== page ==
In many ways it was music that brought the Rastas into the limelight.
Be it the early days, when you had mento acts on the island, such as Lord Lebby, talking about Ethiopianism, or the 1970s, when reggae hit the mainstream worldwide with acts and Rastas such as Bob Marley, Peter Tosh and others, reggae music has always had close links with the Rastas.
Often described as ‘Bad Friday’, the attack was the Jamaican security forces’ response to an incident in which a group of bearded men – who were assumed to be Rastafarian – set fire to a petrol station and killed two police officers.
But to this day, many in Jamaica’s Rastafarian community insist that Rastas were wrongfully blamed for the attack on the petrol station, and last month, hundreds of Rastas took part in a protest march to mark the 50th anniversary of ‘Bad Friday’.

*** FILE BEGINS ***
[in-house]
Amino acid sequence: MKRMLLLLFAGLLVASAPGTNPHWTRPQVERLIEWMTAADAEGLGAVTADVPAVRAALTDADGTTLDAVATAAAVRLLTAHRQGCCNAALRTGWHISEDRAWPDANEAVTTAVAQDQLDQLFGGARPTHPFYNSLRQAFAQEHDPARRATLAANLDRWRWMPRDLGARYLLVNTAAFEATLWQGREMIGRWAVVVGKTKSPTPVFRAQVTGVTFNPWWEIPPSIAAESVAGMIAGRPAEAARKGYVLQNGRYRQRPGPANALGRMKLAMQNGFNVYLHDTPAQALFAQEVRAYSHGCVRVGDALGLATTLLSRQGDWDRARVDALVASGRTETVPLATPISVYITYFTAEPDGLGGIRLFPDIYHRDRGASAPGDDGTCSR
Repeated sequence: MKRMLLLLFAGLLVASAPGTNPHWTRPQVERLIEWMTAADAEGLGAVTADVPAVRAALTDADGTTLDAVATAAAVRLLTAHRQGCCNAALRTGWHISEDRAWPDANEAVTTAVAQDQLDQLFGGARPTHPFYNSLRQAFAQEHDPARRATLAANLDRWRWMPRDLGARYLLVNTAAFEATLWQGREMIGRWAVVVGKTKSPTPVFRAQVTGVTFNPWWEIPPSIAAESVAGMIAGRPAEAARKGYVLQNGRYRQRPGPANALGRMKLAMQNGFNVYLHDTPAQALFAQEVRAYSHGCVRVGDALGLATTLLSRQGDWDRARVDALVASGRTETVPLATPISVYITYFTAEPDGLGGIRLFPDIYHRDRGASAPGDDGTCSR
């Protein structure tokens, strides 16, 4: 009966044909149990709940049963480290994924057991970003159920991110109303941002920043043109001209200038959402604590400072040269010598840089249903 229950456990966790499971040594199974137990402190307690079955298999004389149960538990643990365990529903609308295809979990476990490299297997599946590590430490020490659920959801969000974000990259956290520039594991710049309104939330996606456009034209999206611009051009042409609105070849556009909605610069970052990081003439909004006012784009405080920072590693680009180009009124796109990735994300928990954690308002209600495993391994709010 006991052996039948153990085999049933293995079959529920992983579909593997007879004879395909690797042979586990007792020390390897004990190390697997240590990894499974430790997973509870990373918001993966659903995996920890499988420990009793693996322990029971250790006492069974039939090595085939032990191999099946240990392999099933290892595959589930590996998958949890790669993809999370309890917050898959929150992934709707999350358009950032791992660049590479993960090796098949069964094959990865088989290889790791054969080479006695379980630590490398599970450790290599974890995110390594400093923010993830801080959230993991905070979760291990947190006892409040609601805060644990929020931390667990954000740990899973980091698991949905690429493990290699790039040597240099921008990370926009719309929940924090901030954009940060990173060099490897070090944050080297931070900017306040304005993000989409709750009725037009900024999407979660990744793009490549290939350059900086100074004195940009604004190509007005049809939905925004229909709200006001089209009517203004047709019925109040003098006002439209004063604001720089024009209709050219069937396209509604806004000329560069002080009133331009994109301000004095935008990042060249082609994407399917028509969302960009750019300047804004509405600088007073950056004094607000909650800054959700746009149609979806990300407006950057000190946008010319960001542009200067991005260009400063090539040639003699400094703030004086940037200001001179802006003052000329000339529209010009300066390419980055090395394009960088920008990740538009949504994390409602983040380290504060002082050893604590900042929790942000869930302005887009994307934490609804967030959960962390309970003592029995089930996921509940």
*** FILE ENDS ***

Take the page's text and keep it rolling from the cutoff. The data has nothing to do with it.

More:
The Soul Jazz compilation, possibly the most righteous record to be released to date by the label, is a good primer about the interplay between the music and religion. Musically, it’s a great account of how Rastafari beliefs found their way into the sound of acts such as Ashanti Roy, Johnny Clarke, Winston & Ansell, Rod Taylor and many others.But the compilation also presents a compelling socioeconomic tale of how the Rasta religion grew in profile and popularity in Jamaica from the 1930s on.Selassie was a Christian and was reportedly quite astonished by the Rasta belief in his powers, although this did not lessen their devotion to him.When the Rastafari movement first came to prominence on the island, it was against a backdrop of colonialism, economic depression and a growing awareness around the notion of independence led by figures such as Garvey.But despite the criticism the culture has received, today, the Rastafarian way of life has become vogue and its principles are now greatly encouraged across mainstream media, as a means to combat modern day challenges, stress and illness.